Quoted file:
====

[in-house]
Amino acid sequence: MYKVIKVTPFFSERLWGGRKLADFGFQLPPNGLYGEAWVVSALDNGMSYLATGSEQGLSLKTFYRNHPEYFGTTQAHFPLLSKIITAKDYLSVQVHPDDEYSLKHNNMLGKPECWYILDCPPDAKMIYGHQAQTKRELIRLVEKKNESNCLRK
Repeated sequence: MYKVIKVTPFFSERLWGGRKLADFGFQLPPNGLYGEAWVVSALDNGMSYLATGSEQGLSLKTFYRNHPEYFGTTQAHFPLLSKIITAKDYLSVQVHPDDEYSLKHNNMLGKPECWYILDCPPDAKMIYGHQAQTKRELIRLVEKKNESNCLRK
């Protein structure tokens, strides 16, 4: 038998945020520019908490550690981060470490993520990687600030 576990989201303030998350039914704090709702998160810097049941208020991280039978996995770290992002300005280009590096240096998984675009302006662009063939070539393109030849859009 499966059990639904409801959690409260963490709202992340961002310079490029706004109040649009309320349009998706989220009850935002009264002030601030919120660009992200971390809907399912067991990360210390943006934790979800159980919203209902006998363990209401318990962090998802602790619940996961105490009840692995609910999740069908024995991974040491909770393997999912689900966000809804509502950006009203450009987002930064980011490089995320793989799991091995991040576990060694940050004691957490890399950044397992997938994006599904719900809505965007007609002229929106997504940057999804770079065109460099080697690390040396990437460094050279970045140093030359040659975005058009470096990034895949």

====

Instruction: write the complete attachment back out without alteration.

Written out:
[in-house]
Amino acid sequence: MYKVIKVTPFFSERLWGGRKLADFGFQLPPNGLYGEAWVVSALDNGMSYLATGSEQGLSLKTFYRNHPEYFGTTQAHFPLLSKIITAKDYLSVQVHPDDEYSLKHNNMLGKPECWYILDCPPDAKMIYGHQAQTKRELIRLVEKKNESNCLRK
Repeated sequence: MYKVIKVTPFFSERLWGGRKLADFGFQLPPNGLYGEAWVVSALDNGMSYLATGSEQGLSLKTFYRNHPEYFGTTQAHFPLLSKIITAKDYLSVQVHPDDEYSLKHNNMLGKPECWYILDCPPDAKMIYGHQAQTKRELIRLVEKKNESNCLRK
């Protein structure tokens, strides 16, 4: 038998945020520019908490550690981060470490993520990687600030 576990989201303030998350039914704090709702998160810097049941208020991280039978996995770290992002300005280009590096240096998984675009302006662009063939070539393109030849859009 499966059990639904409801959690409260963490709202992340961002310079490029706004109040649009309320349009998706989220009850935002009264002030601030919120660009992200971390809907399912067991990360210390943006934790979800159980919203209902006998363990209401318990962090998802602790619940996961105490009840692995609910999740069908024995991974040491909770393997999912689900966000809804509502950006009203450009987002930064980011490089995320793989799991091995991040576990060694940050004691957490890399950044397992997938994006599904719900809505965007007609002229929106997504940057999804770079065109460099080697690390040396990437460094050279970045140093030359040659975005058009470096990034895949």